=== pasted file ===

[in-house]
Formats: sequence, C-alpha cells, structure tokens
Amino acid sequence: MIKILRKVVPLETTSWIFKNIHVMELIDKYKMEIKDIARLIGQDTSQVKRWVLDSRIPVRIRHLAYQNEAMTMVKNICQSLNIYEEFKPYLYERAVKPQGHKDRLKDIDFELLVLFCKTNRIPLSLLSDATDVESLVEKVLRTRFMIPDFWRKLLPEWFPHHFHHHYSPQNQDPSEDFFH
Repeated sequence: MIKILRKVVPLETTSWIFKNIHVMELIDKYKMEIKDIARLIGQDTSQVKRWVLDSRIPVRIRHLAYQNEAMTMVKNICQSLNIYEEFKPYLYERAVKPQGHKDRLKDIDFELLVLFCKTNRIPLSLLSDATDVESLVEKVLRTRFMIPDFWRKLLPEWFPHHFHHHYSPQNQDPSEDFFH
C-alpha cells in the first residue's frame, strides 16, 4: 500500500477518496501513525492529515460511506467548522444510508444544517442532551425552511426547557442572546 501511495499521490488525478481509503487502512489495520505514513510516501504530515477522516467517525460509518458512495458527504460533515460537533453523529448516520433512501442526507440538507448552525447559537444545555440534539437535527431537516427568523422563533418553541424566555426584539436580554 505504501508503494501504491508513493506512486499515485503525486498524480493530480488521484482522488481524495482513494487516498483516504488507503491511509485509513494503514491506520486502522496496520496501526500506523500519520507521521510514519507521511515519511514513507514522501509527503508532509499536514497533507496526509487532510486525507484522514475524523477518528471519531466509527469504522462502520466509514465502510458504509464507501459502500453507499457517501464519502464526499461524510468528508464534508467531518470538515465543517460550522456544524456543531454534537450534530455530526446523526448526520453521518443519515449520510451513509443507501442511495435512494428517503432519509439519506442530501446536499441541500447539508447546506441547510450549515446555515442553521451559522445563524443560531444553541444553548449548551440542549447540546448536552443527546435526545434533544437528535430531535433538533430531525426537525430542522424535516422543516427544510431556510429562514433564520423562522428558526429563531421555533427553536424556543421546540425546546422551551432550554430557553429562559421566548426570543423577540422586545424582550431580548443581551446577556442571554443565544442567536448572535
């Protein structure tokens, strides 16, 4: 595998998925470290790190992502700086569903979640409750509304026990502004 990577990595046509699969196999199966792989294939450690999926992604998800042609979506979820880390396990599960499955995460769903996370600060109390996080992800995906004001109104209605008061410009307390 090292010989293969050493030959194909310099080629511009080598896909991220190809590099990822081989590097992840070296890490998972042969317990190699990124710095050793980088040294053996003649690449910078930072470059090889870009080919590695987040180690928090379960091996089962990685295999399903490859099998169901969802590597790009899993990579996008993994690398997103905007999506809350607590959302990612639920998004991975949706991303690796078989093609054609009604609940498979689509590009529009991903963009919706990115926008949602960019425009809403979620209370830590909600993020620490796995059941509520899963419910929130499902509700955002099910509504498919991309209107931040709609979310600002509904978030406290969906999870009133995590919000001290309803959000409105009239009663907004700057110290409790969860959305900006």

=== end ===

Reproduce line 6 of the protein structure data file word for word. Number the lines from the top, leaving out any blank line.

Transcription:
């Protein structure tokens, strides 16, 4: 595998998925470290790190992502700086569903979640409750509304026990502004 990577990595046509699969196999199966792989294939450690999926992604998800042609979506979820880390396990599960499955995460769903996370600060109390996080992800995906004001109104209605008061410009307390 090292010989293969050493030959194909310099080629511009080598896909991220190809590099990822081989590097992840070296890490998972042969317990190699990124710095050793980088040294053996003649690449910078930072470059090889870009080919590695987040180690928090379960091996089962990685295999399903490859099998169901969802590597790009899993990579996008993994690398997103905007999506809350607590959302990612639920998004991975949706991303690796078989093609054609009604609940498979689509590009529009991903963009919706990115926008949602960019425009809403979620209370830590909600993020620490796995059941509520899963419910929130499902509700955002099910509504498919991309209107931040709609979310600002509904978030406290969906999870009133995590919000001290309803959000409105009239009663907004700057110290409790969860959305900006």